In early 1998, Professor Bonnie Wheeler approached then Director of the Digital Commons Robert Skinner about way to help faculty realize their pedagogical vision but did not have the technical expertise to fulfill it. Out of those early discussions came the Accelerated Student Assistant Program (ASAP) and Student Technology Assistant in Residence (STAR) Program. While the ASAP Boot Camp only lasted a few years, the SMU STAR Program still continues today in its mission to assist faculty on short-term instructional technology projects.
In those first years, incoming freshmen were invited to apply for the Accelerated Student Assistant Program (ASAP), giving students free training in computer and people skills and provides SMU departments with a pool of technically trained student assistants by the start of school. If accepted, the students would arrive on campus before the start of the Fall term and begin an intensive five-day training in information technology and customer service. The University provided for on-campus room and board during the training. Throughout the week, students had the opportunity to meet with recruiters from a variety of departments that needed skilled student workers.
Those students who show exceptional overall skills during the week were invited to join the SMU STAR Program. These students showed not only the technical skills but the desire to help faculty create Web pages – remember it was the late 90’s and the web still felt “new” – and assist with other classroom-related technology projects. The SMU STAR Program also supplied these students with a loaner laptop and competitive campus pay.
In 2003, the ASAP Boot Camp was rebooted as a credit course during the student’s freshman year. This Multimedia Applications course taught jointly by Robert Skinner and Ian Aberle, the STAR Program Manager, satisfied both the University’s undergraduate IT requirement, as well as providing the requisite training for students to succeed in the SMU STAR program. With the new format, these students thrived both academically and in the program allowing academic technology projects grow in their complexity and creativity.
Over the years, the SMU STAR Program has assisted on hundreds of technology projects, everything from web pages to interactive CD-ROMs – remember, it was the early 2000s – to enhanced PowerPoint presentations to video training and creating 3D models. Many of the faculty enjoyed working with the STARs and appreciated the one-on-one work with the students. “The SMU STAR Program was a true lifesaver for me… My [STAR Student] patiently sat with me, instructed me, corrected me, and helped me,” recalled Dr. Martha Satz.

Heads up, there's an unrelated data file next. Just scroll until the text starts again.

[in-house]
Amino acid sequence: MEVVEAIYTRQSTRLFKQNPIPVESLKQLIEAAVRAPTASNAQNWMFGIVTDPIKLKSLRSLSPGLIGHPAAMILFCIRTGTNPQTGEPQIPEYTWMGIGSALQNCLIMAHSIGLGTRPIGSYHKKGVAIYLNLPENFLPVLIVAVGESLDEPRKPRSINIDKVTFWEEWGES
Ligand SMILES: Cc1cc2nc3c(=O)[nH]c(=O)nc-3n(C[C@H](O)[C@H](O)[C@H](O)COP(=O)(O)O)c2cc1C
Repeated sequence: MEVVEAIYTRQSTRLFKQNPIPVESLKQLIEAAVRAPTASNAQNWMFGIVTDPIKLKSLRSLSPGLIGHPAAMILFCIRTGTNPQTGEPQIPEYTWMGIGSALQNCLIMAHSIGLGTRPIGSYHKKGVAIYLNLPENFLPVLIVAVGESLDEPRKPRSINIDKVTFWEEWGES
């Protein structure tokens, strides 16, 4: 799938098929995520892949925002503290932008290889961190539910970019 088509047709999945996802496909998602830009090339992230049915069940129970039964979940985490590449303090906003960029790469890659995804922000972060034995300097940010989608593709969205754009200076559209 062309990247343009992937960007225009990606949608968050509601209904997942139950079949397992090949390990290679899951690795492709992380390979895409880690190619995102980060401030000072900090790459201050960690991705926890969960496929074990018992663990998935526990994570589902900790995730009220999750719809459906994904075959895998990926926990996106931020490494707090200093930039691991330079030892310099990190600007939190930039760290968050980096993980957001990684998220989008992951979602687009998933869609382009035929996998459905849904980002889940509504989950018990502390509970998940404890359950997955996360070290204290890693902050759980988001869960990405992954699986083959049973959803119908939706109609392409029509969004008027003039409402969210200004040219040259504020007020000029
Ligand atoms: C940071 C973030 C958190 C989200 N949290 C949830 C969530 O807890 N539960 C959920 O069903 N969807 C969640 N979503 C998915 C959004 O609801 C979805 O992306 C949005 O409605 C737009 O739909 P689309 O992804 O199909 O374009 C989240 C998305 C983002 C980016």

Under new leadership in Academic Technology, the Multimedia Applications course was discontinued in 2010 as many incoming freshmen had the basic technical skills needed for many of the projects. The STAR Program also had a new home in Fondren Library. This Faculty Media Lab gave the STAR Program new visibility on campus, with their previous offices being in basements and obscure hallways, but also added new computing workstations to assist with high-definition video editing and more computationally intensive tasks.
Dr. Tony Cuevas, the Director of Instructional Design and Learning Technologies in Simmons School of Education and Human Development and former manager of the SMU STAR Program approved of the updated space and work by the STARs. In 2015, during the OE2C reviews, he shared his thoughts with the IT Leadership, “The SMU STAR Program and Faculty Media Lab have been essential to the success of the Simmons School of Education and Human Development hybrid and online learning initiatives…the STAR Program and Faculty Media Lab helped our faculty create websites, video, audio and multimedia materials to support their teaching and research. As our students expect more options for hybrid and online learning, our faculty increasingly require the type of assistance provided by the STAR Program and Faculty Media Lab to compete with other graduate programs in the region.”
Today, the SMU STAR Program is managed by Dr. Michael Robertson under OIT’s Academic Technology Service and is housed in Dedman College. Students are still available to work on those short-term instructional technology projects. “The program continues to be a valuable resource to SMU faculty across the university,” Dr. Roberson remarked. “Since fall 2016, the STAR program has completed over 85 instructional technology projects for SMU faculty. In the coming years, we hope to locate a larger space dedicated to the program, allowing us to expand the number of STAR students we hire annually.” Faculty can still request a STAR Student at stars.smu.edu.
If you have any questions about the SMU STAR Program or have an idea for a project, please feel free to reach out to Dr. Robertson at email@example.com.
Updated 12/14/2018 with a quote from Dr. Michael Robertson.